Sacrifice and commitment leads Major to success

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By Senior Airman Kayla Newman, 455th Air Expeditionary Wing Public Affairs / Published April 03, 2014


Maj. Felix Islas treats a patient Jan. 30, 2014, at Bagram Airfield, Afghanistan. Islas is the only physical therapist at Bagram and treats patients with different types of musculoskeletal problems. Islas is a native of Port Lavaca, Texas, and deployed from the 359th Medical Group at Joint-Base San Antonio-Randolph, Texas. Islas is the 455th Expeditionary Medical Operations Squadron physical therapy element chief. (U.S. Air Force photo/Senior Airman Kayla Newman)


Maj. Felix Islas demonstrates a proper stretching technique for a service member Jan. 30, 2014, at Bagram Airfield, Afghanistan. Islas treats all service members at Bagram, as well as coalition forces, Afghan nationals and Department of Defense civilians. Islas is a native of Port Lavaca, Texas, and deployed from the 359th Medical Group at Joint-Base San Antonio-Randolph, Texas. Islas is the 455th Expeditionary Medical Operations Squadron physical therapy element chief. (U.S. Air Force photo/Senior Airman Kayla Newman)

BAGRAM AIRFIELD, Afghanistan (AFNS) --

As a young 14-year-old boy sat on the roof of the house he had just been kicked out of; he knew in that night of reflection that he had to get away and make a change.

Now more than 30 years later, and an officer in the Air Force, Maj. Felix Islas explains how he went from being homeless at 14-years-old to being the only physical therapist at Bagram Airfield, Afghanistan.

"I had been kicked out of my house because I was a problem child," explained Islas, the physical therapy element chief of the 455th Expeditionary Medical Operations Squadron. "One night it was raining, so I snuck back into my house and went up to the roof and sat underneath an overhang. I asked myself, what am I going to do? I can't just do this. I need to do something."

Islas sat underneath that overhang for most of the night trying to figure out what he needed to do, and the first thing he realized was that he had to get out of his hometown.

"I knew I needed to leave Port Lavaca because everyone already knew me and I had a bad reputation," Islas recalled. "I was not a good person at that time and I needed to go somewhere where people didn't know me and I could start over."

Islas made a promise to himself that night that he would earn a college degree and he would become an officer in the military. So, with $20 in his pocket and recently dropping out of high school, Islas set out to make his dreams come true.

After earning his GED diploma, Islas began his military career. Since his grandfather served in the Navy during World War II, Islas chose to enlist in the Navy.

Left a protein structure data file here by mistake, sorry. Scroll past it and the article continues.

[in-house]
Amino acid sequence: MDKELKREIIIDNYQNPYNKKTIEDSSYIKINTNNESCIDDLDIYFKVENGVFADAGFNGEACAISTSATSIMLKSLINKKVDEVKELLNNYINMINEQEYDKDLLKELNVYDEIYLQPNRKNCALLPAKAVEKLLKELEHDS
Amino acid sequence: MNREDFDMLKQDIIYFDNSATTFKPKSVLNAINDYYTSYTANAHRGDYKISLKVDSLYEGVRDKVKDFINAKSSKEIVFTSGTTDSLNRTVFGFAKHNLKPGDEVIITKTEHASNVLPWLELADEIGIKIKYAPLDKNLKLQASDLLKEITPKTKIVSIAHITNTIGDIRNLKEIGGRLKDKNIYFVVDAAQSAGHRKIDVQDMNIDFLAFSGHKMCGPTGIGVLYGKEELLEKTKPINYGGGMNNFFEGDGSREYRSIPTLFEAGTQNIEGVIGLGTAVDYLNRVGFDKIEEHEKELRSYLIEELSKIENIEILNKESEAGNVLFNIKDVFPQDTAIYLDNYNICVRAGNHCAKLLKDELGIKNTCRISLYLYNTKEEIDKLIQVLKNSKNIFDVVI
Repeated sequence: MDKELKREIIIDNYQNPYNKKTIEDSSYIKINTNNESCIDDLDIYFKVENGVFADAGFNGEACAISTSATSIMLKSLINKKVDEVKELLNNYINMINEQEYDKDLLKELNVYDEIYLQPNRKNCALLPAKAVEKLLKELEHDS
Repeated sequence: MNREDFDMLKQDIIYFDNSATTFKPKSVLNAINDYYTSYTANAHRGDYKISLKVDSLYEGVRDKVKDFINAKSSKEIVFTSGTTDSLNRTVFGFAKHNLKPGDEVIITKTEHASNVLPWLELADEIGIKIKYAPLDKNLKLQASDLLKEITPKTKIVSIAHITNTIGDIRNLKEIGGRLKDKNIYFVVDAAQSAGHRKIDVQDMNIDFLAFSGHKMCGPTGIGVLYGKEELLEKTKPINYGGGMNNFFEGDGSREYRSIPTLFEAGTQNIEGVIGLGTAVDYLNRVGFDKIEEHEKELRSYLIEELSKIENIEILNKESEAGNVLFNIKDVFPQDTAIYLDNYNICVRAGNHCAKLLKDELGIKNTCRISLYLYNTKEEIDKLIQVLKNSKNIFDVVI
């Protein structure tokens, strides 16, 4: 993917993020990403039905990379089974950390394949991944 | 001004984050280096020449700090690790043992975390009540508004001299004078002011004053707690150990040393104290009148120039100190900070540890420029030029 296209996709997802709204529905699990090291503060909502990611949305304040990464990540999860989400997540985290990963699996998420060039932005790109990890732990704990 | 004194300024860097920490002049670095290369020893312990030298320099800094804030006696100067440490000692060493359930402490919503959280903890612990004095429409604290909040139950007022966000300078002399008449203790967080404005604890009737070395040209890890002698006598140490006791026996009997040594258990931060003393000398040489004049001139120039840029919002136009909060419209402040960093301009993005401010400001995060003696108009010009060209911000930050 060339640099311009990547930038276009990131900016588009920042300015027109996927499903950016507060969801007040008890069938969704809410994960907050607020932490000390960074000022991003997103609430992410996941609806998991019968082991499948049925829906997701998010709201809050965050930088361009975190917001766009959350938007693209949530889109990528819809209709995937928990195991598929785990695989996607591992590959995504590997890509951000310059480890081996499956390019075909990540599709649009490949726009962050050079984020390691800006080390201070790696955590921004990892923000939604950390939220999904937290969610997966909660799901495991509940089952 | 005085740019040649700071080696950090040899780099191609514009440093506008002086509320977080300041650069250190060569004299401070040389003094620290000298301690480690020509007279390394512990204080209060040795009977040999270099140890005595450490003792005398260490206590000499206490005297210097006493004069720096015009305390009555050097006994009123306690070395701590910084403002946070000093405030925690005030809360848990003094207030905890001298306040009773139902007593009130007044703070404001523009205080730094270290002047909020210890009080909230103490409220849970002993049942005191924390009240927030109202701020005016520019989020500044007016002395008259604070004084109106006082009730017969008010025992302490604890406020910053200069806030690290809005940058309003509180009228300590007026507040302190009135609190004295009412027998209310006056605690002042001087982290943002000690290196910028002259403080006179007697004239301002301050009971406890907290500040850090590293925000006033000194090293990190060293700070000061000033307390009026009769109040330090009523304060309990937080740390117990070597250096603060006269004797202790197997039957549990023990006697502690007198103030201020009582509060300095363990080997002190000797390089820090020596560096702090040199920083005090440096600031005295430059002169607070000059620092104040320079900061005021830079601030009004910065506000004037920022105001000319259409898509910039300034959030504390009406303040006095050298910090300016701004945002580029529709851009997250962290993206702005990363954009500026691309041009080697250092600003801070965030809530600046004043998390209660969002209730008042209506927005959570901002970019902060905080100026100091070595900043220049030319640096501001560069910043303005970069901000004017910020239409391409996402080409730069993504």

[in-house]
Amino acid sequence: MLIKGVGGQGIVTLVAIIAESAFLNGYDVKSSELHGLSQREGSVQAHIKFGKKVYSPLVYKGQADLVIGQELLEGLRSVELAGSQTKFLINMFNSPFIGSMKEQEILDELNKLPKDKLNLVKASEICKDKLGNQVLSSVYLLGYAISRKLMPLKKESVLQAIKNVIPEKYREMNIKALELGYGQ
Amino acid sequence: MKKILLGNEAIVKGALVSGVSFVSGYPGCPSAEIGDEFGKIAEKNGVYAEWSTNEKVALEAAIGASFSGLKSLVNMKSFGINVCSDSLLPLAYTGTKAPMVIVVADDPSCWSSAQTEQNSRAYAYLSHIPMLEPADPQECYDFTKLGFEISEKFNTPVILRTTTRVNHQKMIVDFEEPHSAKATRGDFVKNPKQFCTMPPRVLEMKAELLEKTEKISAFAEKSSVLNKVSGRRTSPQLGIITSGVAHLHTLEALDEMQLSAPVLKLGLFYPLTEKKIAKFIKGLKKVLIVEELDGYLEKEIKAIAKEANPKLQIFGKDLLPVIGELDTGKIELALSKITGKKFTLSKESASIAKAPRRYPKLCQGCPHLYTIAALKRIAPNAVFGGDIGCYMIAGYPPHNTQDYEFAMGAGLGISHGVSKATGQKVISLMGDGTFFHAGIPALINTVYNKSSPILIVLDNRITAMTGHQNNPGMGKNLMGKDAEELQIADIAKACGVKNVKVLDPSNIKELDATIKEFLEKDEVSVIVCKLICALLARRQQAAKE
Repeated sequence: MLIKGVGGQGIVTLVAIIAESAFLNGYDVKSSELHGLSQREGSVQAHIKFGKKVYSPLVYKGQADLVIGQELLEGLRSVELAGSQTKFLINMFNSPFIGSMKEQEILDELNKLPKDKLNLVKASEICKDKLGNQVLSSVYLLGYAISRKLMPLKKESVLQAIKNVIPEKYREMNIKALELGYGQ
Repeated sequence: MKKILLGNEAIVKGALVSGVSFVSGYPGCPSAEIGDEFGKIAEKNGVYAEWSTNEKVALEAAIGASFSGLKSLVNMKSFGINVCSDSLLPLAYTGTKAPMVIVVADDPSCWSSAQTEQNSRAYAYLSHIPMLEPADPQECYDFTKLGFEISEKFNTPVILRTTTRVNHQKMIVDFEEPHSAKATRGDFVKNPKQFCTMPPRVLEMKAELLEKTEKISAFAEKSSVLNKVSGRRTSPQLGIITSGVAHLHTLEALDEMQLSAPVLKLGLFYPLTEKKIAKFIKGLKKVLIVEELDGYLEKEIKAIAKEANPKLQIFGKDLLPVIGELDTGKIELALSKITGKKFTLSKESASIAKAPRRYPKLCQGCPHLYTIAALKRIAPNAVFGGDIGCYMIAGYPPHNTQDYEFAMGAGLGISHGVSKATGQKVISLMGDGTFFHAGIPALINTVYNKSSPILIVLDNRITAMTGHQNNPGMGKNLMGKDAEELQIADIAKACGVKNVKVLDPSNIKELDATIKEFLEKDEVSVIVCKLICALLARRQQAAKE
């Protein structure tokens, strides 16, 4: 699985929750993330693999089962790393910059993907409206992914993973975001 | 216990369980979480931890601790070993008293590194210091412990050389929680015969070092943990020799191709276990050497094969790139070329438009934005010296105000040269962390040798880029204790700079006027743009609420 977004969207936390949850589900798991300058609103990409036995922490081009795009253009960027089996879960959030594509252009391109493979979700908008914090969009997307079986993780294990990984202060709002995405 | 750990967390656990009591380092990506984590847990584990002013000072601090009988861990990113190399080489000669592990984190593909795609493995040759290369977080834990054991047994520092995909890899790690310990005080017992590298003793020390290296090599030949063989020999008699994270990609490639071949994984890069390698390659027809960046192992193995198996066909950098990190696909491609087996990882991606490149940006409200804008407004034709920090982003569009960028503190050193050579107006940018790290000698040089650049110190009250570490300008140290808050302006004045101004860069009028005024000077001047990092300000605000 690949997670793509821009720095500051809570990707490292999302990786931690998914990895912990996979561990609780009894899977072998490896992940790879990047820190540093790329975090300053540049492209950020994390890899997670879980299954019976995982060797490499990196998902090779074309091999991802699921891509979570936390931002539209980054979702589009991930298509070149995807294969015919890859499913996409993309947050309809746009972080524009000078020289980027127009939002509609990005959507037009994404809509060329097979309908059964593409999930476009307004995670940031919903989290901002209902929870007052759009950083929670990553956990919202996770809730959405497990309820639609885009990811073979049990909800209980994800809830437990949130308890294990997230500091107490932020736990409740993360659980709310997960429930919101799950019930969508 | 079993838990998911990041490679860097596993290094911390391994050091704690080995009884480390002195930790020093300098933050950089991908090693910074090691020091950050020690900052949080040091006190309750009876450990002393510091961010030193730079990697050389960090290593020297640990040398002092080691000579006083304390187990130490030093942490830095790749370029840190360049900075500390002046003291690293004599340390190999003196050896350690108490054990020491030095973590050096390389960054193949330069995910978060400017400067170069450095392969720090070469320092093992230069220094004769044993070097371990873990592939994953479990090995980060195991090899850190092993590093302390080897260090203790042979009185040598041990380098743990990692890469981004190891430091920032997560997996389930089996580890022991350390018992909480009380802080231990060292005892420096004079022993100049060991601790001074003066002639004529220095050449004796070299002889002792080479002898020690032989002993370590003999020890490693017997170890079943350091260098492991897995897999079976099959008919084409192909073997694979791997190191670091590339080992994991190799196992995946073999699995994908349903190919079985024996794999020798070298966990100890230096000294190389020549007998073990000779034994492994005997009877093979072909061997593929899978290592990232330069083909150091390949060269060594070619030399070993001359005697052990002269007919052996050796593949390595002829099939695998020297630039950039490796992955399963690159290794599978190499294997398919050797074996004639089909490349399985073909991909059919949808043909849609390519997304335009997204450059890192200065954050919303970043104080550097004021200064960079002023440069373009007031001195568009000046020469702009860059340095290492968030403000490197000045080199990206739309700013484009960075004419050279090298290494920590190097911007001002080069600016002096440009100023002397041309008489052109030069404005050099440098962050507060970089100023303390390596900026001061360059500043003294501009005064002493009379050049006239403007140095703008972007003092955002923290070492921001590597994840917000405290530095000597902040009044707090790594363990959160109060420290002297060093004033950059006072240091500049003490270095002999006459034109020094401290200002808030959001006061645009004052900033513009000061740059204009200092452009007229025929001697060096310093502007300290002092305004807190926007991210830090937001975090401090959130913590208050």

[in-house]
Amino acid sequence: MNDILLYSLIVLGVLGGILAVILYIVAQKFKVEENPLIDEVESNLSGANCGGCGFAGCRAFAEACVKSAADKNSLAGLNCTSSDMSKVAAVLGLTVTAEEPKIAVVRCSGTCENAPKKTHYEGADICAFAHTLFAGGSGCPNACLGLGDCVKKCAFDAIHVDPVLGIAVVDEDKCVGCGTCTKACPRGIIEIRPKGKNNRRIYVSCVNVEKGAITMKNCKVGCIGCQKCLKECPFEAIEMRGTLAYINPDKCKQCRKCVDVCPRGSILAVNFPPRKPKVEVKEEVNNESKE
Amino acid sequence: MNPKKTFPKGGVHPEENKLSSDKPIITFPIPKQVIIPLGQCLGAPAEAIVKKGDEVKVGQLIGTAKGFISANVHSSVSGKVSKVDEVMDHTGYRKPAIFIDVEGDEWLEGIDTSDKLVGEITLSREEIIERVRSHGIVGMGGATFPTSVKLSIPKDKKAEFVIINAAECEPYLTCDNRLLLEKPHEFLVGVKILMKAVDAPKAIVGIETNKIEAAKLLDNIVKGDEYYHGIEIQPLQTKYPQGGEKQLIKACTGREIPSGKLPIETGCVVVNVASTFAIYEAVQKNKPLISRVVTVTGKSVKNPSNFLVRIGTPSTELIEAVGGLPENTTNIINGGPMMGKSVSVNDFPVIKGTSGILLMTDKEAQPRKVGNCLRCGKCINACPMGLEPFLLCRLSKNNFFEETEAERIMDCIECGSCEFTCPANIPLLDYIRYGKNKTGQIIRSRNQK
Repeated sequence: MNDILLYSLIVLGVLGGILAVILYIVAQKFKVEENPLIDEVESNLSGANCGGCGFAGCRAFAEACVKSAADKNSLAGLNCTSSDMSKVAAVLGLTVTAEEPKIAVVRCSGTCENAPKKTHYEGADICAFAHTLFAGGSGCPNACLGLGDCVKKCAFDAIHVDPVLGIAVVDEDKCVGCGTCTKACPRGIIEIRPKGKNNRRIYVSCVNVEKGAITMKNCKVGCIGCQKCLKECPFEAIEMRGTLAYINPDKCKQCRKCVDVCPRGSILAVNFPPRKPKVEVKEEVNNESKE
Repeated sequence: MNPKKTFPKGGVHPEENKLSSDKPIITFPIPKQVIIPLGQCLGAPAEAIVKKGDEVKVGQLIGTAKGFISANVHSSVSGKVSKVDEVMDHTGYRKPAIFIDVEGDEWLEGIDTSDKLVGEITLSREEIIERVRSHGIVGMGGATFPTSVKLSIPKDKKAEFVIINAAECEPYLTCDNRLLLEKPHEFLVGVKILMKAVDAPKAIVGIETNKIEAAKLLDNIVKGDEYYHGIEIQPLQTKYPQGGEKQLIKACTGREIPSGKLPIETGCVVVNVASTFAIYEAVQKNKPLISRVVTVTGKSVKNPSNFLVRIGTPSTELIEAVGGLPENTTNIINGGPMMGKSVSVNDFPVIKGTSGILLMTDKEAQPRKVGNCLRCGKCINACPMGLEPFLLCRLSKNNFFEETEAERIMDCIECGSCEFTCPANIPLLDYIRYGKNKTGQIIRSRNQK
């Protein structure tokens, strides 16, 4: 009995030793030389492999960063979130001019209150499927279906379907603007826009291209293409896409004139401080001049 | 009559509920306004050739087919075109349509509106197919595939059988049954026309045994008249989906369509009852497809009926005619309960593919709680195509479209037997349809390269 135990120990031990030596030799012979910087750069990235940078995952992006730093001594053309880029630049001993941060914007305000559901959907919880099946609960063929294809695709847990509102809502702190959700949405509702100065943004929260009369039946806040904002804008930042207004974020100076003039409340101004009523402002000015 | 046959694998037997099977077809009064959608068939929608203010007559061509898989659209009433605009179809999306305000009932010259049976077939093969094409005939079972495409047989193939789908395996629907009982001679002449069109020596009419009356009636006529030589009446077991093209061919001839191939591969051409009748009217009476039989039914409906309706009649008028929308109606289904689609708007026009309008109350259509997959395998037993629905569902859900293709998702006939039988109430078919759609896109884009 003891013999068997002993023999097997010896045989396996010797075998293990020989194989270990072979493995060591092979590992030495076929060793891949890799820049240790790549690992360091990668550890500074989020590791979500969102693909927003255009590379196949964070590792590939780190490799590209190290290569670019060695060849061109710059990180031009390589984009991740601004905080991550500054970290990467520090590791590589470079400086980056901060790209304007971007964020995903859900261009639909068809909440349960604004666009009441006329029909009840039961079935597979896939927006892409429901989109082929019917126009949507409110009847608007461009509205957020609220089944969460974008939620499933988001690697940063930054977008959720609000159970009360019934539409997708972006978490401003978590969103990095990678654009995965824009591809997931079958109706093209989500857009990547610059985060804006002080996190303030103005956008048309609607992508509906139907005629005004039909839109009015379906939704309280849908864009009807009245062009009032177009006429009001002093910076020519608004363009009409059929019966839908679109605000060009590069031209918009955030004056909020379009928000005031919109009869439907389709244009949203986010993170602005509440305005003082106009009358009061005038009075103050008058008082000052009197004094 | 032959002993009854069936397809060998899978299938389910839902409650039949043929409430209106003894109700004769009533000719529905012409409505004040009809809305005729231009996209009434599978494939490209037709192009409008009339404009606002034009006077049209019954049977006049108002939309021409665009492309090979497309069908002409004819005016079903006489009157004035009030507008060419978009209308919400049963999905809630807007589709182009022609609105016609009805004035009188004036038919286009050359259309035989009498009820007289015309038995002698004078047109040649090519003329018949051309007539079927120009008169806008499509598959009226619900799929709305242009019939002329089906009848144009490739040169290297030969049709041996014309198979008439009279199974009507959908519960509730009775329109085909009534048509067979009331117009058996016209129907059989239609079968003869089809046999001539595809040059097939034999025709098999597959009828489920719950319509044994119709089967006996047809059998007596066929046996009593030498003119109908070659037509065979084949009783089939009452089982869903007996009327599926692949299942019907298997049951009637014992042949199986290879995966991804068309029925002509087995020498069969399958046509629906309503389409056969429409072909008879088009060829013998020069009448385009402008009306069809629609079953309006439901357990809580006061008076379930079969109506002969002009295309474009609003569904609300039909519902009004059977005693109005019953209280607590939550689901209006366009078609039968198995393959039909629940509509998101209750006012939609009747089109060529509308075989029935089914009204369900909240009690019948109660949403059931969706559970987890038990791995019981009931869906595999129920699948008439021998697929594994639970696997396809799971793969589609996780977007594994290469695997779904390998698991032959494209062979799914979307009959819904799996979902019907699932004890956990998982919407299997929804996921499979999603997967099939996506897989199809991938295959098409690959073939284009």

"I always felt like the military was my route," Islas said. "If I could get into the military I could go to college, because there was no other way for me to go."

Thus began a journey that would lead Islas into three different military branches and more than 29 years of active-duty and reserve service.

In the beginning of his military career, Islas didn't know he wanted to become a physical therapist. It wasn't until he was introduced to the career field by a friend, that his interest was peaked and he wanted to know more.

"I knew a friend at the time and they had mentioned wanting to become a physical therapist, and I thought "Oh wow, what's that?" Islas recalled. "I remember my friend knew a physical therapist that owned her own clinic, so I went with them one day and saw the people exercising and I saw the physical therapist doing her examinations, and I thought you know what, I could do this."

At the time however, Islas didn't know how difficult it would be to get into physical therapy school. He started out in junior college and received his associate degree as a physical therapist assistant, which for Islas, was his foot in the door.

Islas began taking night classes until he received his bachelor's degree and wanted to earn his commission. While school seemed to be too difficult at times, Islas met and eventually married his supportive wife, Rowela, during that time.

"She believed in me when I told her that I would get my bachelor's degree and get my commission as an officer," Islas said. "She felt like I would do all the things I said I would do and she was there for me when I was struggling."

However, at that time the Navy wasn't looking for any officers, so Islas joined the Army Reserve.

"Once I got my bachelor's degree, I met someone in the physical therapy program that was holding mock interviews for people interested in going to physical therapy school at the University of Houston," Islas said. "So I went to the interview, and I was told that I was a perfect candidate for a special program that they had."

Islas thought he had finally caught a huge break, until he was told he wasn't accepted into the program that he had previously been told he was perfect for.

"I called and I spoke to the lady that told me I was not selected and asked her why," said Islas. "She told me she didn't make the decision and that I would have to speak to the doctor that did. So, I decided I would do just that and I actually went down to the school to speak to him."